There is something to be said about winning in places someone is not supposed to win. Then, there is something about doing so in a matter that might make that place a destination spot. For Iowa State Cyclones coach, Fred Hoiberg, he seems pretty destined to do that for his alma mater. I mean, considering he already has — at least to some extent.
Hoiberg took over the Iowa State gig coming into the 2010 season. After a .500 first year (16-16), the program and Hoiberg have not looked back. The fact that he is basically using a version of glorified Hoiberg-Ball makes it even better.
For those who are not old, knowledgeable or awesome enough, Hoiberg was once a three-point assassin. Or, at the very least, a player who really enjoyed hurling attempts at the rim from beyond the three-point line. In college Hoiberg attempted 457 threes in four years, while in the NBA he regularly shot in the 40 percent range from deep, actually leading the NBA in three-point percentage in the 2004-05 season (.483 percent). So yeah, chucking it was Hoiberg’s specialty.
That is who Hoiberg was as a player. So I suppose it should come as a very little surprise that he coaches his team to like the deep ball. What he also adds to his offensive scheme — something he might have lacked a bit as a player — is utilizing his players’ athleticism and letting them go up and down the court without repercussions. Using such an up-tempo style of system that top-recruits across the nation can’t help but start noticing how much fun it would be to play for the Iowa State Hoibergs.
I am not kidding about the Iowa State Hoibergs either. This program is going to go as Hoiberg goes — or if he stays, really. This past April the program inked him to a 10-year, $20 million extension. Which is a really big deal if you are a fan of Iowa State. There were not many names much hotter than Hoiberg’s to fill vacancies as last season was winding down. Now, after a 13-0 start to this year, his name will likely be brought up more than once. However, thankfully if you are a fan of the Hoiberg/Cyclones pairing, with many of the “big” programs recently already having just filled a vacancy or are currently happy with their incumbent coach, there is no reason to think he would jump ship at this point. That is all, obviously, without any debate about Hoiberg’s possible NBA coaching aspirations.
Let’s not kid ourselves either. With certain gigs getting filled last year and not a bunch of high-profile ones looking to be open at the end of this year, Iowa State might keep Hoiberg because he is making the program a legitimate, viable destination for players who want to excel, play at a big-time conference and have aspirations to go to the NBA. It is as if the two of them are growing as collegiate powers together.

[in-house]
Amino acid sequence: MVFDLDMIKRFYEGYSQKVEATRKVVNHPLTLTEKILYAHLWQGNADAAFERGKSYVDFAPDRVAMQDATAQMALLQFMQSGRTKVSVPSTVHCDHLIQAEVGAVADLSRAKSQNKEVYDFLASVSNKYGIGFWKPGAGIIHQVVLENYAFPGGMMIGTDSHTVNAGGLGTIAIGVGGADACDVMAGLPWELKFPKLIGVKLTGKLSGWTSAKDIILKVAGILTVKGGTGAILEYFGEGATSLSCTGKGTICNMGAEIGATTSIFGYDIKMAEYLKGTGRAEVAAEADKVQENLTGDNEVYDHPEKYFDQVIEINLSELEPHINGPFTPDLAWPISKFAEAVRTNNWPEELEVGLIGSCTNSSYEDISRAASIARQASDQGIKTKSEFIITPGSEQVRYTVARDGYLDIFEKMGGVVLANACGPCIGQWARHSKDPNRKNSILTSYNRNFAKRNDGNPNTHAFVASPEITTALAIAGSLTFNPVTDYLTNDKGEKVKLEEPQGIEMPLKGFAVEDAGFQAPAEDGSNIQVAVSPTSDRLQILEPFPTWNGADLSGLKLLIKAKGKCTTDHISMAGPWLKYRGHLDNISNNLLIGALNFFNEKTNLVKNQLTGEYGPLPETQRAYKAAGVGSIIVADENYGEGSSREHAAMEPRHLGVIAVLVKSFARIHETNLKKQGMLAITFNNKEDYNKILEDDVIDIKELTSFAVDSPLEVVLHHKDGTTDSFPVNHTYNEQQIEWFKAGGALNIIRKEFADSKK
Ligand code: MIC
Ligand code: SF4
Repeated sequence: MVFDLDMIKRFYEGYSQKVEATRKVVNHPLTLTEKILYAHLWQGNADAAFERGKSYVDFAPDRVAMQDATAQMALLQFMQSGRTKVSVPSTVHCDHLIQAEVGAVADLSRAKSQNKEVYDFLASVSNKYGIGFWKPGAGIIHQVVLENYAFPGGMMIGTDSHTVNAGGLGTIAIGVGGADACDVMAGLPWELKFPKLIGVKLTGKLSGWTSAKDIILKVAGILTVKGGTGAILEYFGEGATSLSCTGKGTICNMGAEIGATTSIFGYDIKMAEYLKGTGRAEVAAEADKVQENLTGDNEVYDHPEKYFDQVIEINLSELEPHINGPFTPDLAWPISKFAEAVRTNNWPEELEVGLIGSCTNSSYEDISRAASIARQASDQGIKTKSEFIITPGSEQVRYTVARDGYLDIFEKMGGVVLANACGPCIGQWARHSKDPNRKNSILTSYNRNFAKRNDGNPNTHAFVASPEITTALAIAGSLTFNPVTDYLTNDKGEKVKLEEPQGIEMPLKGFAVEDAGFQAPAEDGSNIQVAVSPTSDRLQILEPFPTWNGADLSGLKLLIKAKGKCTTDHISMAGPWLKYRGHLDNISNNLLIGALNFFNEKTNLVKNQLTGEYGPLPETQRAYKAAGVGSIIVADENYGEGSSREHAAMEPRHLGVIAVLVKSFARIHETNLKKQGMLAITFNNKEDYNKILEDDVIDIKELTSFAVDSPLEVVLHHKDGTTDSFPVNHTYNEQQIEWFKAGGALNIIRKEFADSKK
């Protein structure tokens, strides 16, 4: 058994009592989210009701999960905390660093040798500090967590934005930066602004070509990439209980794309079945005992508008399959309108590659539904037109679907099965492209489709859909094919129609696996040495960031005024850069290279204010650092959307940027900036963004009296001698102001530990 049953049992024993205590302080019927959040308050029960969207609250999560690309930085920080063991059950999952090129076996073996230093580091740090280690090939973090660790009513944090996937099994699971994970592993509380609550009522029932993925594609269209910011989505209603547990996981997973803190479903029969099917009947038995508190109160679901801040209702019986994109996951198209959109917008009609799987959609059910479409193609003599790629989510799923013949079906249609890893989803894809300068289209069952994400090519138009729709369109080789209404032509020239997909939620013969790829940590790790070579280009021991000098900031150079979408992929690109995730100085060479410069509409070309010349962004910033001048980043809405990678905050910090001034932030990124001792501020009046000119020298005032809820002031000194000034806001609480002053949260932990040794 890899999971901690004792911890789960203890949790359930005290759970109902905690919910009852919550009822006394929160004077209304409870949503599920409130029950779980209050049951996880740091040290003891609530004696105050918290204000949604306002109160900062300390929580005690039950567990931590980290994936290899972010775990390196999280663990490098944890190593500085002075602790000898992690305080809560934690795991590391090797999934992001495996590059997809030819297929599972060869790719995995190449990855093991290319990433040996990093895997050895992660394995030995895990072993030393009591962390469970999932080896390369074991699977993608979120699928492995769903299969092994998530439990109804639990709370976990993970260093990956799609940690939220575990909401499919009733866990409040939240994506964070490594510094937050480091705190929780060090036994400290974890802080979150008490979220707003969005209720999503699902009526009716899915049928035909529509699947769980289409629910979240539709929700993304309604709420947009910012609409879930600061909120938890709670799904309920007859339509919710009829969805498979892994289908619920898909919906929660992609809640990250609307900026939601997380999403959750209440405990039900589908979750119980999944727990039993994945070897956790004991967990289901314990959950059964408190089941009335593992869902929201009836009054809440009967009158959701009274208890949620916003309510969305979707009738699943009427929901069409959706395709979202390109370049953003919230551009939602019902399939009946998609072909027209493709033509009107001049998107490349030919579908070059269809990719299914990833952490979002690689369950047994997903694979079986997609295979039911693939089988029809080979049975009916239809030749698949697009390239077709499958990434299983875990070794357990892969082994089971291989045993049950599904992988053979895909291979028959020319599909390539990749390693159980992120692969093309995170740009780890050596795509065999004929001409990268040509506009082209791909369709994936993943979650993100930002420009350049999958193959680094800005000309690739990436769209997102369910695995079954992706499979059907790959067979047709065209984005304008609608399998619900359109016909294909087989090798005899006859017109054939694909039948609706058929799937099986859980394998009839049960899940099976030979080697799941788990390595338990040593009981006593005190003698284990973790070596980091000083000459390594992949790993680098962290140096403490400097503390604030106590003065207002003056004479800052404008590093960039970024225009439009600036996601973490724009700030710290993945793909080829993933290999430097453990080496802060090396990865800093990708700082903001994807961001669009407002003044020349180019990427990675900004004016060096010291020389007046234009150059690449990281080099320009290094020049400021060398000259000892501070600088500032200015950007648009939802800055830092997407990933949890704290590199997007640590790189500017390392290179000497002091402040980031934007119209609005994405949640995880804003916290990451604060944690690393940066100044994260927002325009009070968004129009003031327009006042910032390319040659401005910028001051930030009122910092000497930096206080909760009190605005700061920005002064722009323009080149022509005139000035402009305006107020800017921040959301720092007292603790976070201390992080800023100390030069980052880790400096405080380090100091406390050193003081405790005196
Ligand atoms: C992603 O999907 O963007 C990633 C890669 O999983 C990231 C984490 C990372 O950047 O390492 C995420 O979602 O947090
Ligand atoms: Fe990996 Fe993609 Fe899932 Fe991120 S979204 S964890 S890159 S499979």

Say what you want about convincing kids to go play for Iowa State, but Hoiberg’s style of offense will no doubt lure some of the big names away from their Big 12 brethren.
It also doesn’t hurt, however, that Hoiberg has the ability to turn an average, ho-humish type of player into a really good, role guy. Not that he is turning bums into superstars, but not that many coaches at the collegiate level are at good at identifying a player’s talent and then putting that player in a position to amplify it to the highest level — making the team and the player have the most success that either can possibly have.
I have been on the Hoiberg bandwagon since day one — or as the cool kids say, Hoiberg 0 PD (Pre Domination). It is currently Hoiberg 04 PD with the Cyclones on-pace to make their third straight appearance in the NCAA Tournament. The biggest difference between the previous two runs and this one, though, is the fact that Iowa State appears to be major players well before March even begins and not just some nice story leading up to the Big Dance.
The road to national HoibergMania is a tough one, however. Tonight (January 7th), Fred Hoiberg and the boys are hosting the 12-1 Baylor Bears. After that it is more ranked teams, higher profile teams and games against teams with supposedly better talent, “coaching” and prestige. All of which might be true for right now. Yet, it might only be for just right now.
A perfect storm is at play in Ames, Iowa. One of their own is seen as the mayor of the city, he also happens to use a great, enticing to recruits offensive scheme and there are no “great” jobs on the horizon. Really, there is nothing in the way of Iowa State success in the long-term sans a major program tossing a bazillion dollars towards the general direction of Hoiberg. Even then, though, there is nothing that says Hoiberg isn’t more than happy coaching his alma mater and wouldn’t end up turning it down.
Still, it almost seems inevitable that Hoiberg will make Iowa State into what Jim Calhoun made UConn — a destination spot for top players, even though the destination itself doesn’t seem to be all that appealing. Well, except for, you know, the head coach.